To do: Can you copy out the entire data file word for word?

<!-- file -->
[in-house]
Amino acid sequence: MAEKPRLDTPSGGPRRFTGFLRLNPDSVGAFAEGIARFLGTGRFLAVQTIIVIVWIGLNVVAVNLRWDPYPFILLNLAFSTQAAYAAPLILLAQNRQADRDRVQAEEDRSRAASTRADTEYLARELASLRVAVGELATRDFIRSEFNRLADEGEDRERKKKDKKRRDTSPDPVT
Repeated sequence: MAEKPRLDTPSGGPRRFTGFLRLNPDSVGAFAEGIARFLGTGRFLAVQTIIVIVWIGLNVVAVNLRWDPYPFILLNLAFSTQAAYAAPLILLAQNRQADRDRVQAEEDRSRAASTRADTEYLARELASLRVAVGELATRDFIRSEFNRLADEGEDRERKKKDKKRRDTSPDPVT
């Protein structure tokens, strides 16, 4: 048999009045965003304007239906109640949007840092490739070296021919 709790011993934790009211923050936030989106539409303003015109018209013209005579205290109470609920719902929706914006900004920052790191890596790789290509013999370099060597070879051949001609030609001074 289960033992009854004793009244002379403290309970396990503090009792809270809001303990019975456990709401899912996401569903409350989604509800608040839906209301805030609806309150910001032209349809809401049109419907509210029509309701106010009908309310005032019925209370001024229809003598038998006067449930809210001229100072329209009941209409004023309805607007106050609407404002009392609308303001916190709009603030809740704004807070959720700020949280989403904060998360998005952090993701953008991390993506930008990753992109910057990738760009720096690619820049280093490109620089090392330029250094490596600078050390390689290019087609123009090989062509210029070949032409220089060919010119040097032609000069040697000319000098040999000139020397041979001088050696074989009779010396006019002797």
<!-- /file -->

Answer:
[in-house]
Amino acid sequence: MAEKPRLDTPSGGPRRFTGFLRLNPDSVGAFAEGIARFLGTGRFLAVQTIIVIVWIGLNVVAVNLRWDPYPFILLNLAFSTQAAYAAPLILLAQNRQADRDRVQAEEDRSRAASTRADTEYLARELASLRVAVGELATRDFIRSEFNRLADEGEDRERKKKDKKRRDTSPDPVT
Repeated sequence: MAEKPRLDTPSGGPRRFTGFLRLNPDSVGAFAEGIARFLGTGRFLAVQTIIVIVWIGLNVVAVNLRWDPYPFILLNLAFSTQAAYAAPLILLAQNRQADRDRVQAEEDRSRAASTRADTEYLARELASLRVAVGELATRDFIRSEFNRLADEGEDRERKKKDKKRRDTSPDPVT
């Protein structure tokens, strides 16, 4: 048999009045965003304007239906109640949007840092490739070296021919 709790011993934790009211923050936030989106539409303003015109018209013209005579205290109470609920719902929706914006900004920052790191890596790789290509013999370099060597070879051949001609030609001074 289960033992009854004793009244002379403290309970396990503090009792809270809001303990019975456990709401899912996401569903409350989604509800608040839906209301805030609806309150910001032209349809809401049109419907509210029509309701106010009908309310005032019925209370001024229809003598038998006067449930809210001229100072329209009941209409004023309805607007106050609407404002009392609308303001916190709009603030809740704004807070959720700020949280989403904060998360998005952090993701953008991390993506930008990753992109910057990738760009720096690619820049280093490109620089090392330029250094490596600078050390390689290019087609123009090989062509210029070949032409220089060919010119040097032609000069040697000319000098040999000139020397041979001088050696074989009779010396006019002797």